Sunset Sensations Wine & Food Series. Enjoy samplings from Hudson Valley chefs and wine pairings from around the world in this year-long series held on the Mansion Lawn of the Locust Grove estate. Each guest chef uses vegetables from the estate gardens as their inspiration for three unique samplings. Locust Grove’s horticultural staff will be offering tours of the kitchen gardens. Shelley Boris of Fresh Company is this month’s guest chef. $27 in advance/$29 day-of. Tickets and info at lgny.org. Locust Grove Estate, 2683 South Road, Poughkeepsie. June 9. 5:30-7:30pm.
Spring for Sound Music Festival. Spring in the village of Millerton means Spring for Sound, an annual homegrown music festival celebrating its sixth year. Proceeds support the programming of the North East Community Center, which provides various services to the residents of Millerton and its surroundings. Local food, beer, and wine available for purchase. Tickets and schedule at springforsound.com. Tickets are $15 in advance, $20 at the door. Village of Millerton. June 11. 9am-12am.
Beacon City-Wide Yard Sale. List your yard sale for $10 or talk to your neighbors and list 3 for $20. Sales will be listed by address and a list will be available to shoppers on the morning of the sale, as well as online in the weeks before. You’ll also receive a sign to mark your house on the day of the sale. Don’t have a yard? Set up at the recreation center. Register at cityofbeacon.org/government/parksrecreation.htm. June 11. 9am-3pm.
Strawberry Festival. A celebration of all things strawberry - fresh strawberry shortcakes made with local berries, strawberry smoothies, chocolate dipped strawberries, and more. There will be music, environmental displays, kids activities and games, and craft vendors. Presented by the Beacon Sloop Club. Free admission. Riverfront Park, 1 Flynn Drive, Beacon. June 12. 12-5pm.
Beer, Bourbon & Bacon Festival. The Hudson Valley Craft Brew Festival presents Beer, Bourbon & Bacon, featuring hundreds of different beers from breweries all around the world, distilleries from the Hudson Valley and beyond sampling their finest products, and everything bacon you can imagine, from bacon-infused beer to bacon tacos, tamales, cupcakes, desserts, and more. Advance General Admission is $45, at-door is $55. Ticket includes a tasting glass and complimentary beer and bourbon samples. beerbourbonbacon.com. Dutchess County Fairgrounds, 6550 Spring Brook Avenue, Rhinebeck. June 18, 2-6pm.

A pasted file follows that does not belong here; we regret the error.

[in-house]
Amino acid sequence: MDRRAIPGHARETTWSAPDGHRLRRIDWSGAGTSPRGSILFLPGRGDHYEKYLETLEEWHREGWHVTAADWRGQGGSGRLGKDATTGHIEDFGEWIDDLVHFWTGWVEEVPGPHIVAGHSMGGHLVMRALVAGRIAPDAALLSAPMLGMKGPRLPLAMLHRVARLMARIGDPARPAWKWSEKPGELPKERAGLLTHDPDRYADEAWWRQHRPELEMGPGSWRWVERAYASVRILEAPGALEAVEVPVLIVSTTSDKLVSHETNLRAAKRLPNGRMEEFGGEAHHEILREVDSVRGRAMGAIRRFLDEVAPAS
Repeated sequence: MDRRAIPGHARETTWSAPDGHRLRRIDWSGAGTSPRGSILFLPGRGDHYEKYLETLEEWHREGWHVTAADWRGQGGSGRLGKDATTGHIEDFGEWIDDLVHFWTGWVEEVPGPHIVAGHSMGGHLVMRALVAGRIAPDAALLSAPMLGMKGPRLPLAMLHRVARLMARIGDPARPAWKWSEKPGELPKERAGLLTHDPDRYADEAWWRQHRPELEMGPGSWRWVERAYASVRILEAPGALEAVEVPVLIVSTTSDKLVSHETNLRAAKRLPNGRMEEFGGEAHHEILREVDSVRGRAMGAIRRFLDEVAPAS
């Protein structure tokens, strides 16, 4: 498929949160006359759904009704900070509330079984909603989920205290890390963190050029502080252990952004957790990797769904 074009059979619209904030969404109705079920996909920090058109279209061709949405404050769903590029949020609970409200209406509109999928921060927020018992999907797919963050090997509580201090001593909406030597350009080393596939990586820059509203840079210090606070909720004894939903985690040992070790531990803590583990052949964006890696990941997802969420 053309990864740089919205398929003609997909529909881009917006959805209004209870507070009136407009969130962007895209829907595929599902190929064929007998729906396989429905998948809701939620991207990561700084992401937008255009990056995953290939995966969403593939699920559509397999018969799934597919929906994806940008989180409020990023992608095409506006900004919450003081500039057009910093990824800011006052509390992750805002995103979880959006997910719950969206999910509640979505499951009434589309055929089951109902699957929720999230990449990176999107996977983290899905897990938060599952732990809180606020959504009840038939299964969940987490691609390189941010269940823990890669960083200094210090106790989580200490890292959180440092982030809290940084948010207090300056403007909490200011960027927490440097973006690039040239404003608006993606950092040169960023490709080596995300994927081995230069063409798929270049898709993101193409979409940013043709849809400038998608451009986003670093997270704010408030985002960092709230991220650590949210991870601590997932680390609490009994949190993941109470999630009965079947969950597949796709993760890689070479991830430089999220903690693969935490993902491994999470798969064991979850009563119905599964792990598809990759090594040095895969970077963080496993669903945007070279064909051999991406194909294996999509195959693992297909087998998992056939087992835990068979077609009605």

Vanderbilt Garden Interpreter Tour. Vanderbilt Garden Association interpreters will offer tours of the formal gardens at the Vanderbilt Mansion National Historic Site. The volunteer interpreters will discuss the history of the gardens with a focus on the Vanderbilt ownership and the mission of the non-profit Vanderbilt Garden Association to rehabilitate and maintain the plants, shrubs, trees, and statuary in the gardens as they were in the 1930’s just prior to Mr. Vanderbilt’s death. Vanderbiltgarden.org for more information. Free. Vanderbilt Mansion, 119 Vanderbilt Park Road, Hyde Park. June 18, 1-4pm.
Back to the Future Under the Walkway. Free, family-friendly movies will be shown on the big screen
beneath the Walkway Over the Hudson at the Upper Landing Park in Poughkeepsie all summer long. Additionally, live musical entertainment, contests and fun for the whole family will precede each movie. All attending are encouraged to bring blankets and chairs. Free. Local vendors will be on hand to provide food and beverages. Parking and scheduling information can be found at walkway.org. Upper Landing Park, 83 N Water Street, Poughkeepsie. June 24, bands at 7 pm, feature film at sundown, approx. 8:30 p.m.
Marco Eneidi/Joe Morris/Luther Gray. Orthogonal Hustle Industries Unlimited (OHIU) is proud to present a rare US appearance by the expatriate American alto saxophonist and composer Marco Eneidi, playing in a trio featuring Joe Morris on bass and Luther Gray on drums. He studied with Jimmy Lyons and Sonny Simmons and has played and recorded with illustrious musicians including Bill Dixon, Cecil Taylor, William Parker, and Glenn Spearman. $10 admission. Beacon Yoga, 464 Main Street, Beacon. June 30, 8pm.
Free Garden Tours of the Vanderbilt Mansion National Historic Site. On Sunday June 19, 2016 the Vanderbilt Garden Association interpreters will offer FREE tours of the formal gardens at the Vanderbilt Mansion National Historic Site on Route 9 in Hyde Park between 1:00 PM and 4:00 PM (weather permitting). Tours begin at the entrance to the gardens. The volunteer interpreters will discuss the history of the gardens, with a focus on the Vanderbilt ownership and the mission of the not-for-profit Vanderbilt Garden Association to rehabilitate and maintain the plants, shrubs, trees, and statuary in the gardens as they were in the 1930’s just prior to Mr. Vanderbilt’s death. e-mail firstname.lastname@example.org or visit our website at http://www.vanderbiltgarden.org or call 845-229-6432.